same, but with politics being a much bigger factor. Some national and state
govts have, or at least have tried, to adopt Linux. A few have succeeded. But
in most cases, the push-back has been enormous. Helped by the incumbent, who
will neutralize much of the price advantage with discounts, making the hurdle
in
this cost-driven segment extremely high.

In the consumer desktop market, inertia is nearly everything. The Linux world
has touted "free" and "freedom" forever. In this market, with very little
traction. The comfort and safety factors, rightly or wrongly, far outweigh not
paying for Windows in most geographies. And the typical Windows user only
cares
about the app s/he uses, not the bevy of free stuff available. Concepts such
as
"open source" are meaningless. Sure there are exceptions, but the percentage
is
extremely small.

So why has Ubuntu been successful? First, define "success". Relative to
Windows? That's ridiculous. All of Linux on the consumer desktop combined
barely moves the needle. Why has Ubuntu been more successful compared to other
distros? Because it has done a better job with comfort and safety for its
target user.

I contributed to the Ubuntu project for ~2 yrs following release. Canonical
put
a lot of money and resources behind it. There was no democracy; Shuttleworth
made the important calls, even about details. And there was a very tight focus
on attracting typical Windows users, mostly younger people, with a lot of
outreach in emerging markets. The key was rapidly building a large community
providing excellent support and good documentation, and then building on top of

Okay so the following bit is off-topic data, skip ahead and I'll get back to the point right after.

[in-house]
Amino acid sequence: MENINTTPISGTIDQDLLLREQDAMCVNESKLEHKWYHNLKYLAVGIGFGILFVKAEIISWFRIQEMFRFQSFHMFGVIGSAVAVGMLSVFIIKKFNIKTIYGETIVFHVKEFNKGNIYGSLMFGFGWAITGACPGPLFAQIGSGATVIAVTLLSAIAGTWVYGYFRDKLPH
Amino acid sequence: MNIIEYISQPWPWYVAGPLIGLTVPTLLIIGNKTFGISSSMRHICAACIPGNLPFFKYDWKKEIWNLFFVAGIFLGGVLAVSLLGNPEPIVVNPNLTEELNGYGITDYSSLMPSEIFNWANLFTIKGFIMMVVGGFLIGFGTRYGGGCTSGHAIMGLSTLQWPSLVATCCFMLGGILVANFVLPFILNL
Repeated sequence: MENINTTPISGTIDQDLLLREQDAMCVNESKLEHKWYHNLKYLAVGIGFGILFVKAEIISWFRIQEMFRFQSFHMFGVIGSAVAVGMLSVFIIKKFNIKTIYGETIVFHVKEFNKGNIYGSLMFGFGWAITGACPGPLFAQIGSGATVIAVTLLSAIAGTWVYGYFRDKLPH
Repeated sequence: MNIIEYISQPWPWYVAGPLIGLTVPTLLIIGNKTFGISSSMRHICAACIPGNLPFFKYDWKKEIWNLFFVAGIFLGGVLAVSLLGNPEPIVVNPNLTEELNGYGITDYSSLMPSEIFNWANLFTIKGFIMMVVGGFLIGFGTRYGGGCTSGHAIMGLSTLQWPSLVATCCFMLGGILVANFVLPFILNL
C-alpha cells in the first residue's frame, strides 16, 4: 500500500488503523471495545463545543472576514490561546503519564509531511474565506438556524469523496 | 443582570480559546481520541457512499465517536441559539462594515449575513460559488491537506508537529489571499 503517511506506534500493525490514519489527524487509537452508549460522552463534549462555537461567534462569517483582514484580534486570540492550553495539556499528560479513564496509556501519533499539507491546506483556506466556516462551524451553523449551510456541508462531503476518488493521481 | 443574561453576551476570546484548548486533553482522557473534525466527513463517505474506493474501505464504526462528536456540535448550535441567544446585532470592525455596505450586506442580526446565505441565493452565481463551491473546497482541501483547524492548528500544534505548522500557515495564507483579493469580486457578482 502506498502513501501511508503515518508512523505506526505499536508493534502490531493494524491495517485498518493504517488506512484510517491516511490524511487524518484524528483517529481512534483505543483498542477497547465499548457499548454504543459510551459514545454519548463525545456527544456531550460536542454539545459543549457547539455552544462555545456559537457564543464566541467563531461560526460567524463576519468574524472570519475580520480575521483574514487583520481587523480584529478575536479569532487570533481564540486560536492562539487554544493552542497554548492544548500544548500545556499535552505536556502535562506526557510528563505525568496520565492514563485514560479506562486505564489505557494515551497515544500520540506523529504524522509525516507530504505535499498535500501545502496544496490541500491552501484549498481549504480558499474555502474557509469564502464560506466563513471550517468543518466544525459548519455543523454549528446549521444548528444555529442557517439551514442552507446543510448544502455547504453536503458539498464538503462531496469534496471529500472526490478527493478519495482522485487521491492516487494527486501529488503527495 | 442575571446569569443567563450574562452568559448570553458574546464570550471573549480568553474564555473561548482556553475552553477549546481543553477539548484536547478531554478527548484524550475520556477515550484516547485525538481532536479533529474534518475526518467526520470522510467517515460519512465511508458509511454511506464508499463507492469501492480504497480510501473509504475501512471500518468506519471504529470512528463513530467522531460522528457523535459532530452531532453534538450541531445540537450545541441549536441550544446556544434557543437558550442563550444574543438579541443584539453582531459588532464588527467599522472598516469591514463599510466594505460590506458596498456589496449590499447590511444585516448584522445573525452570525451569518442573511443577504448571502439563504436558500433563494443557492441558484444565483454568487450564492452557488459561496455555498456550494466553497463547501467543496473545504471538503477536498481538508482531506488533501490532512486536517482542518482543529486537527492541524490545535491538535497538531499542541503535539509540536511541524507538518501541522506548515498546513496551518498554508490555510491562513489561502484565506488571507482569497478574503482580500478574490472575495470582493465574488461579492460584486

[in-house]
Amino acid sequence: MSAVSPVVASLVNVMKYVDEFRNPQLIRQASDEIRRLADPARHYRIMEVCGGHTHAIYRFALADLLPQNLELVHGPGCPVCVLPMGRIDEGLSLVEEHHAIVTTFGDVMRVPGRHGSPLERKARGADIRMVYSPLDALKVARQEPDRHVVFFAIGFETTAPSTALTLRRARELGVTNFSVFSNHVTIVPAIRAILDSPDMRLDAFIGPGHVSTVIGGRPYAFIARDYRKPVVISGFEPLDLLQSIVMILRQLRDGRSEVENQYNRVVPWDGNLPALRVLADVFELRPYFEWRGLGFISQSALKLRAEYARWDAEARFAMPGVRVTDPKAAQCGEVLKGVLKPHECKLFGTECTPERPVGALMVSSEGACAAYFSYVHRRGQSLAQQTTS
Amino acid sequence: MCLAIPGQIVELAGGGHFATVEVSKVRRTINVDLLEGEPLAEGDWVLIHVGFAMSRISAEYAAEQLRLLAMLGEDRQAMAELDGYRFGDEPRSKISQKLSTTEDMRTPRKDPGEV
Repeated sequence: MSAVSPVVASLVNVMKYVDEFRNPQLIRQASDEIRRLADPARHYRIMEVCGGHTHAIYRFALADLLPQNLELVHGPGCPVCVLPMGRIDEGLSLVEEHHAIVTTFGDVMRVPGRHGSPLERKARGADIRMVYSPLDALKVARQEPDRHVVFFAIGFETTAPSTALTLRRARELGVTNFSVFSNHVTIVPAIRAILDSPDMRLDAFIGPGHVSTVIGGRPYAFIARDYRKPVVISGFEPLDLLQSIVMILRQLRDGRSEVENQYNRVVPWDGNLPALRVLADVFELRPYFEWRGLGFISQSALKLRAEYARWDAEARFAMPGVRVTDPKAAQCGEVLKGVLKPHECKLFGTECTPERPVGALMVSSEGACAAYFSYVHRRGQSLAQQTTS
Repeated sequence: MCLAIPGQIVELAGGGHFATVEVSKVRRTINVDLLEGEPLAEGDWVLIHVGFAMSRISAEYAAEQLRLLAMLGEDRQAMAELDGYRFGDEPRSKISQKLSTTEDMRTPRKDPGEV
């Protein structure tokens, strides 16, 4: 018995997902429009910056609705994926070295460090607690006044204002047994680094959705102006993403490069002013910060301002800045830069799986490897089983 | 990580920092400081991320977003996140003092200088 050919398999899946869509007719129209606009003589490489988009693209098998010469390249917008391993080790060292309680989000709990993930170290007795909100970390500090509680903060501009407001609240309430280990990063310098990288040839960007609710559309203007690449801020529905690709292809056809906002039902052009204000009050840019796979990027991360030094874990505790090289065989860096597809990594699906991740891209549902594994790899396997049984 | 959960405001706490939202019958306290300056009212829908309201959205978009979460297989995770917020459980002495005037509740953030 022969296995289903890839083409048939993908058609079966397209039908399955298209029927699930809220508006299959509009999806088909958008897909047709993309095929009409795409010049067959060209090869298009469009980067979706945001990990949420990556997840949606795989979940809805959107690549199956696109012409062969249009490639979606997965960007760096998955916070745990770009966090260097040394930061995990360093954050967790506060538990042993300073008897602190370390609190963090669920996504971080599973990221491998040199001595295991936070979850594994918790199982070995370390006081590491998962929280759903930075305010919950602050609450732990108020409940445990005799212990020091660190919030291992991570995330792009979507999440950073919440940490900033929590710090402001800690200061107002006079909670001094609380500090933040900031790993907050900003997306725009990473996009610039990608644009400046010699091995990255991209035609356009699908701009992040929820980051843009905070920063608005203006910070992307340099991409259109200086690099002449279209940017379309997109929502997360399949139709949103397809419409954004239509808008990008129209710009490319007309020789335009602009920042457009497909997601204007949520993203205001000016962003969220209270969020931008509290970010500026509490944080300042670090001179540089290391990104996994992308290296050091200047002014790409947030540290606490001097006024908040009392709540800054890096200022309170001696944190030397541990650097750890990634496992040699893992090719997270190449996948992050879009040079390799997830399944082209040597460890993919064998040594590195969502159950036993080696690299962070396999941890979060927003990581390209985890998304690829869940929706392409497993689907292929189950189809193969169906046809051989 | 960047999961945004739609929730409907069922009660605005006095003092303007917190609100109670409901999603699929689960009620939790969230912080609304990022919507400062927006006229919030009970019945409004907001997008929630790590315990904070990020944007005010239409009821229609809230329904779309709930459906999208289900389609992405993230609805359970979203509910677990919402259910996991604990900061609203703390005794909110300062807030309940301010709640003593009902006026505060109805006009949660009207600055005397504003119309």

that. The system wasn't remotely what SuSE and Fedora were (but Novell & Red
Hat's desktop target was really the business end-user anyway, not the consumer
market). Other commercial attempts failed (including mine, btw). Ubuntu "just
worked", just enough (barely at first), for its target audience. It achieved
awareness and mind-share. It became the default in this space. And so,
roughly
speaking, it is the incumbent. If openSUSE wants to attract the same new
Windows users as Ubuntu, it will automatically be compared to Ubuntu, and it
will have to overcome the inertia factor that Ubuntu has created.

That begs the question, does openSUSE want the *same* users as Ubuntu? I asked
this question in a prev thread, and was pointed to "Linux for Adults".
Beginners are welcome, but the project is looking for "contributors". That
profile fits some Ubuntu users, but only some. Ubuntu has built on its core
"just works" user base, and so it also now has mass. And money. And
commercial
intentions. And btw it delivers a lot less, leaving servers to a sister
project
and other DE's to forks.

To the original question, the simplest answer is that the projects are not the
same in many different and important ways. And that is intentional. And that
will naturally result in there being more Ubuntu users than openSUSE users.
All
of this is fine as long as the openSUSE project can accomplish what it wants
for
its contributors.

And as far as MS or any other monopoly incumbent, the answer will always be the
same: Inertia. The only thing that will change this is something like
disruptive technology that causes creative destruction, driven by market demand
and/or other big dogs - such as has happened in the new mobile computing space
with Apple and Google/Android (with both, ironically enough, having a *nix
heritage). The stock markets know this, and so does MS.